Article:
Tuesday, January 10, 2012

Four Alternates to the BCS, 2011 edition

Now that the season is over, let's take a look at four of the main anti-BCS post-season options that are on the table. A season-by-season listing is here, and generally we've found that no matter what other system is used, there's still BCS-type problems of exclusion, rematches, and inadequacy. Let's see if 2011 changes any of that...

2011 Final BCS Standings Conference Champs Relevant Bowls
1. LSU (13-0)
2. Alabama (11-1)
3. Oklahoma St (11-1)
4. Stanford (11-1)
5. Oregon (11-2)
6. Arkansas (10-2)
7. Boise St (11-1)
8. Kansas St (10-2)
9. South Carolina (10-2)
10. Wisconsin (11-2)
11. Virginia Tech (11-2)
12. Baylor (9-3)
ACC: Clemson
Big10: Wisconsin
Big12: Oklahoma St
BigEast: West Virginia, Cincinnati, & Louisville
Pac10: Oregon
National Champ: #2 Alabama def #1 LSU, 21-0
Sugar: #13 Michigan def #11 Virginia Tech, 23-20
Rose: #5 Oregon def #10 Wisconsin, 45-38
Fiesta: #3 Oklahoma St def #4 Stanford, 41-38
Orange: #23 West Virginia def #15 Clemson, 70-33
Cotton: #6Arkansas def #8 Kansas St, 29-16

Plus-One Possibilities - w/ Bowl Results:
Alabama v Oklahoma St (v LSU?)
Of course it seems like a plus-one could be tacked on pretty easily this year - we had two matchups involving all four top-4 teams, so just let the winners, Alabama and Oklahoma State play each other. Right? In theory, yes. But there's a bit of a rub - LSU is #2 in the final polls, both AP and Coaches. So, technically, if we take the two highest ranked teams after the bowls, as some people describe the plus-one, then we'd be treated to a third game between Bama and LSU.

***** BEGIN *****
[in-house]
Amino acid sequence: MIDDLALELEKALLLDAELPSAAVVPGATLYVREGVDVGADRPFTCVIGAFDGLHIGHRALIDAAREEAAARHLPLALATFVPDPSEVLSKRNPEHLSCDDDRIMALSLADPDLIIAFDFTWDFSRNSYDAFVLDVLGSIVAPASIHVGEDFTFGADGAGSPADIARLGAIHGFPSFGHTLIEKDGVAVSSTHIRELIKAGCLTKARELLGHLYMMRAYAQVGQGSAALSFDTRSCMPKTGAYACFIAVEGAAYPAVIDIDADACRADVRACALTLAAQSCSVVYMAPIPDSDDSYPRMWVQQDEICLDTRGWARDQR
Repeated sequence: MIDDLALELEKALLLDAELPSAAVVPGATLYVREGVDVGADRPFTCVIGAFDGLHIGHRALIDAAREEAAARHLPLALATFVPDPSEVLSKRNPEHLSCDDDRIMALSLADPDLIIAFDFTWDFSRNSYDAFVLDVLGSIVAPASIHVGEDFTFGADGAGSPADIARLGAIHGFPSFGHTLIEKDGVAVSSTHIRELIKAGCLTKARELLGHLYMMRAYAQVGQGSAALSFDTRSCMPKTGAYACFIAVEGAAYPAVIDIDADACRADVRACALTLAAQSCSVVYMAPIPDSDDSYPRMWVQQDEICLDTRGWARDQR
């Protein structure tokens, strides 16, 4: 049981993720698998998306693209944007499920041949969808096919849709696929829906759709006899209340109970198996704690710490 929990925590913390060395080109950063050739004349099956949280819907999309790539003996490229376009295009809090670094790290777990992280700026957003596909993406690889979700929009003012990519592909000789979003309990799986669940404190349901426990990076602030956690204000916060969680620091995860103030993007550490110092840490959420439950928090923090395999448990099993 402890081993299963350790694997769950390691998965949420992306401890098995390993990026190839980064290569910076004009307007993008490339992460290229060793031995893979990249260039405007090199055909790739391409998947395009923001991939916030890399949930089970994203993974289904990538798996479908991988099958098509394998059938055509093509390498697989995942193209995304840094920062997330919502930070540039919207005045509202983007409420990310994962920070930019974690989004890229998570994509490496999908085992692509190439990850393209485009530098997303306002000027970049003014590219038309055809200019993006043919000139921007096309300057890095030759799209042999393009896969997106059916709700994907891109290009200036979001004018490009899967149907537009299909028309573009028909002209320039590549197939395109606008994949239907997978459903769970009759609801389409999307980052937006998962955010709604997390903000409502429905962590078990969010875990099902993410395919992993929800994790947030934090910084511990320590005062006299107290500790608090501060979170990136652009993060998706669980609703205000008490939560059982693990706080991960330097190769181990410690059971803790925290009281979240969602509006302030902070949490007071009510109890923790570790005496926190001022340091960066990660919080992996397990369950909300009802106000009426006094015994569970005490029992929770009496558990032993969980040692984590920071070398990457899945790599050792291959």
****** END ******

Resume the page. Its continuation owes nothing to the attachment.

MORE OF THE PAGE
Plus-One Possibilities - Top 4:
#1 LSU v #4 Stanford, #2 Alabama v #3 Oklahoma State
This is pretty close to the best a top-4 Plus-one setup before the bowls can offer. But even then there are issues in that neither Stanford nor Alabama won their conference championships. A case can be made for Bama, but with Oregon sitting at #5 with the Pac12 championship and a head-to-head win over Stanford in their pocket, it'd be hard to say this worked fairly. (But if you include Oregon instead, you've got a rematch between the Tigers and Ducks from the regular season...) Lotsa issues here.

Eight-Team Playoff Possibilities - Conf Champs:
If you take the conf champs, you've got #1 LSU, #3 Oklahoma St, #5 Oregon, #10 Wisconsin, #11 Clemson, and #23 West Virginia. The two at-large would most fairly be #2 Alabama and #4 Stanford. But then you're leaving three teams better than half of the conference champs out, in #6 Arkansas, #7 Boise St, #8 Kansas St. Is it fair to leave them out of an 8-team playoff when they're all ranked in the top-8?

Eight-Team Playoff Possibilities - Top 8:
If you just take the top eight in the BCS rankings, you're only including 3 of the 6 BCS conference champs: Wisconsin of the Big10 is getting left out, which wouldn't work, as is Clemson of the ACC and West Virginia of the BigEast. Seven of the eight teams would be from 3 conferences (SEC, Pac12, and Big12).


I think it's safe to say that any of those four options produces just as much controversy as the BCS this season, continuing the trend.


Jams said...

I prefer a plus-2: top two ranked teams host semis two weeks after the regular season ends. Seeds 3 and 4 are filled by the two highest-ranked conference champs outside of the top 2.

Semifinal winners go to championship, losers to BCS bowls.

You can add a clause about only the conference champions hosting semis if you want.

pay per head service said...

You are right BCs isn't so effective like it should be but we don't have to left behind that it makes a ton of money.